About 10 years ago I tore the meniscus in my right knee. The meniscus is cartilage that keeps your thigh bone from grinding against the lower leg bone. It helps cushion your walk and stabilizes the knee. The symptoms are swelling, pain, clicking, and instability. It was no longer trustworthy. I had an MRI which showed 2 tears in the outside of the meniscus. The orthopedic surgeon recommended a procedure where they cut out some of the cartilage. He described it as a minimal procedure. I would be on crutches for two weeks and I would have a better knee. Recent studies have disputed this approach. In this article they conclude that in the long run it doesn’t really help at all.
Being in the massage and movement education profession, I thought this was a great opportunity to learn how to rehabilitate my own knee. I could always have the surgery, but once done I couldn’t undo it. A colleague of mine had this surgery and he regrets it. The knee became unlevel and caused problems in the ankle, hip, and spine. Just to make it interesting I signed up for the Marine Corps Marathon so I would have to solve my knee issue. It was 26.2 miles or bust! This may not be good advice for the average person.
It was an advantage to have the knee injury, as it gave me good feedback as to the effectiveness of my running. If I landed too hard or at the wrong angle it hurt and swelled up. Over the course of several months I increased my mileage up to 20 miles. I had many learning experiences. I took lessons in Chi Running. This combines the whole body movements of tai chi with running. It is described as “legless” running. There are books, DVDs and coaches in this method all around the country. It is a very doable method. The author, Danny Dreyer keeps the lessons simple.
Another approach I tried was called Pose running. Nicholas Romanov a Russian running coach put this method together. It emphasizes the lifting leg as driving the run versus the one on the ground. This also sounded good. Again I bought the book, watched the DVD, and took a lesson. My knee liked this approach. You can’t hurt your knee when it is in the air. It emphasized a number of strength drills to support his method.
I even tried barefoot running. For several years I was a member of the Bare Foot Running Club, and ran a couple of races unshod. I took a class with Chris McDougal the author of Born to Run, a major best seller and great read. The book is about a 50 mile race in Mexico between ultra marathoners and a tribe of Indians called the Tarahumara who were known for their long distance running. My very first step changed my running. I quickly discovered that it was very painful to run and land on my heel without the thick padding of running shoes. One of the running experts in the book is Irene Davis, PhD, PT She specialized in running injuries. I did a 2 hour evaluation with her. She videoed my run and tested my core strength. Although interesting, this information didn’t lead to any real change. She did confirm that barefoot running was good for knees.
By running barefoot I learned to run softer and strengthen my feet and lower legs. There are several books on the subject. Micheal Sandler and Ken Bob Saxton have very readable ones. I have to warn you that there is a long learning curve. It is very easy to go too fast or too far in the beginning. Until you have improved your mechanics and developed stronger ligaments you risk a variety of injuries.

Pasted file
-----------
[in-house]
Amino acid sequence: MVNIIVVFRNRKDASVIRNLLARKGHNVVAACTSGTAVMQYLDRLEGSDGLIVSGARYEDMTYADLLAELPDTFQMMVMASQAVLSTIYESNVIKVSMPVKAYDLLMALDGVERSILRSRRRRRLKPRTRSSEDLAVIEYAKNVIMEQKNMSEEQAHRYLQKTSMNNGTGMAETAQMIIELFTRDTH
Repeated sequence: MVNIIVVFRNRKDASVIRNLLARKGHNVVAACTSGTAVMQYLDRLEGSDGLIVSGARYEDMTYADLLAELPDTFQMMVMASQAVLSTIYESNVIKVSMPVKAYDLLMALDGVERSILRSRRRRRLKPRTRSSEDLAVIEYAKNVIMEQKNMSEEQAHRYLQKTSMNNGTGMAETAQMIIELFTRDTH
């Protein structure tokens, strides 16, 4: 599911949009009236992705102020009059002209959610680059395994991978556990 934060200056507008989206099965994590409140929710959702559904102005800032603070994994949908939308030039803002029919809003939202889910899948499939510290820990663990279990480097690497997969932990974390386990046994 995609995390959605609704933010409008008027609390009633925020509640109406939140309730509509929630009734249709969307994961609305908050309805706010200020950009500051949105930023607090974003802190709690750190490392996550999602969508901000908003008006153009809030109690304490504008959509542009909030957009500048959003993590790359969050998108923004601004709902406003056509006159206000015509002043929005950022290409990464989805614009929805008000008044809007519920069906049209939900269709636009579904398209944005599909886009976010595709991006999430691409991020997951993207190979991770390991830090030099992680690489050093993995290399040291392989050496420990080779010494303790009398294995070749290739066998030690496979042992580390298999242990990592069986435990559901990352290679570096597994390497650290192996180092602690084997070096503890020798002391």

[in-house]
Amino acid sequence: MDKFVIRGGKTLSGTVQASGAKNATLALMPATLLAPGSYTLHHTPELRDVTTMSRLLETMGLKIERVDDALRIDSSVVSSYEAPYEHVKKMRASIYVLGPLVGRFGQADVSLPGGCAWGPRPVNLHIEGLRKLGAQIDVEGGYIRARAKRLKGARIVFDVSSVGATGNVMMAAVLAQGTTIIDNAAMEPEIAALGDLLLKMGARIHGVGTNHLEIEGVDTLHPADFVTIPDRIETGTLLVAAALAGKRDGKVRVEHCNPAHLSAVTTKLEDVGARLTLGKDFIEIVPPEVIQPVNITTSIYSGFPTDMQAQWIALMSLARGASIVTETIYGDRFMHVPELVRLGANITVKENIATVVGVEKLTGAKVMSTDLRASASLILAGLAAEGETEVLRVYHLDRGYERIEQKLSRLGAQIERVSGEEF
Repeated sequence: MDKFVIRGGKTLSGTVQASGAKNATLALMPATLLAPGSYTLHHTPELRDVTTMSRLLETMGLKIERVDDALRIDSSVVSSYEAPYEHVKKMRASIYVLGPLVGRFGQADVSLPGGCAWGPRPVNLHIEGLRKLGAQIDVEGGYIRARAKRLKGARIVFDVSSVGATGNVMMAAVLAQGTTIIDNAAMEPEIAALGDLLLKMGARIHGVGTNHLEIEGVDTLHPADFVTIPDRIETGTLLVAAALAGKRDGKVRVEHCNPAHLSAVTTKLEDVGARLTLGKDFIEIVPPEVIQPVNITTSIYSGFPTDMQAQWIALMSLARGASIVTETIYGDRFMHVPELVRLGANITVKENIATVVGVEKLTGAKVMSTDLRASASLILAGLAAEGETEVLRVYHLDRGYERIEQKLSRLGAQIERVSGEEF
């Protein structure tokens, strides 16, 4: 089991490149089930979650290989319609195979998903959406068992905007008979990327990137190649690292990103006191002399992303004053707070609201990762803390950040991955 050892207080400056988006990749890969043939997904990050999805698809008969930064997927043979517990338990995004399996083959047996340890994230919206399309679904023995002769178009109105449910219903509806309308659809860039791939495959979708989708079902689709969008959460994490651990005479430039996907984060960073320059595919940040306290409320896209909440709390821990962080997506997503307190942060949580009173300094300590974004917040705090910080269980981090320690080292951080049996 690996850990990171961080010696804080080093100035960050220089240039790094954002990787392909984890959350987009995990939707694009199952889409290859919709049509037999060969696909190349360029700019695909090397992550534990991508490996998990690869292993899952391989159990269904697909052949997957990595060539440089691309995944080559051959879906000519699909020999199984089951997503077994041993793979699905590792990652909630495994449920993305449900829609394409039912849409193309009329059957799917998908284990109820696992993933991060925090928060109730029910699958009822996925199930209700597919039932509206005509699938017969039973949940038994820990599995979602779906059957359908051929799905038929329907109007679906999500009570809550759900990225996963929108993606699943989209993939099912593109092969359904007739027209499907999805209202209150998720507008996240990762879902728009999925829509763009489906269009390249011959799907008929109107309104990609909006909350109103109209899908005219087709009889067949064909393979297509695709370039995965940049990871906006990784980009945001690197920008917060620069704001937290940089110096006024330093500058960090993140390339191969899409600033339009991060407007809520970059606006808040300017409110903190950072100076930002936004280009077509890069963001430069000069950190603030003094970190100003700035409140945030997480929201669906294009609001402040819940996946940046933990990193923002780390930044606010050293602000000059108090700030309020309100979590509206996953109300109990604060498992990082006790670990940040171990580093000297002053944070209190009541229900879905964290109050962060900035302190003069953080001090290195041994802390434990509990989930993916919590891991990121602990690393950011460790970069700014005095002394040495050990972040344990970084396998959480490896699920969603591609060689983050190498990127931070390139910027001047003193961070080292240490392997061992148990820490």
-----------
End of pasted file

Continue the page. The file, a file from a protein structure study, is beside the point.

This past year I took an advanced Feldenkrais training called IOPS, Ideal Organization Profound Strength as well as 5 days just on the mechanics of the foot. This took 18 months, multiple trips to NYC for 4 day seminars, many on line classes, and one on one lessons from very good teachers. With all this education I dramatically refined my body mechanics. I added many details to all of the above approaches.
I like to think that every cubic inch of your body runs. The more the whole body acts in a congruent way, the less damage to the joints and the more fun it is to run. The tissue that connects the muscles and bones is called fascia. I confirmed this idea by manually releasing the fascia of the feet, legs, thigh and pelvis so that it was all going in the same direction at foot strike. After doing one leg I ran and the feeling was like I had one shoe on and the other barefoot. I went up on the treated side and down on the untreated side. It was only by creating this contrast that I realized how light one can run. It was an exciting revelation.
Currently I am doing an on line running camp with Jae Gruenke, a Feldenkrais Practitioner specializing in running. I took her class when she came to Boston to work with elite runners training for the Boston Marathon. From her I learned 2 important things. The angle of your head and the position of your hands changes where you land on your feet. Recently I demonstrated this to a person running on a treadmill. By simply increasing the distance from the chin to the chest she sped up and landed more in her mid foot. The reverse is also true. Pull your head back and you feel heavier and run slower. Try it for yourself.
At this point in time I feel that running is now good for my joints. There is no longer any swelling of the knee. I can now work on my speed without fear of knee damage. There is no strain. I wonder what a follow up MRI would show? Since that diagnosis of multiple torn menisci I have run many 5ks, about 10 sprint triathlons, and 2 full marathons. My knee is better now than when I started. I can touch any part of it without eliciting any soreness. Indeed we have a miraculous body. It can heal itself if we apply some kindness and sensitivity as to how we use it without abusing it. I will be writing more about this in future blogs.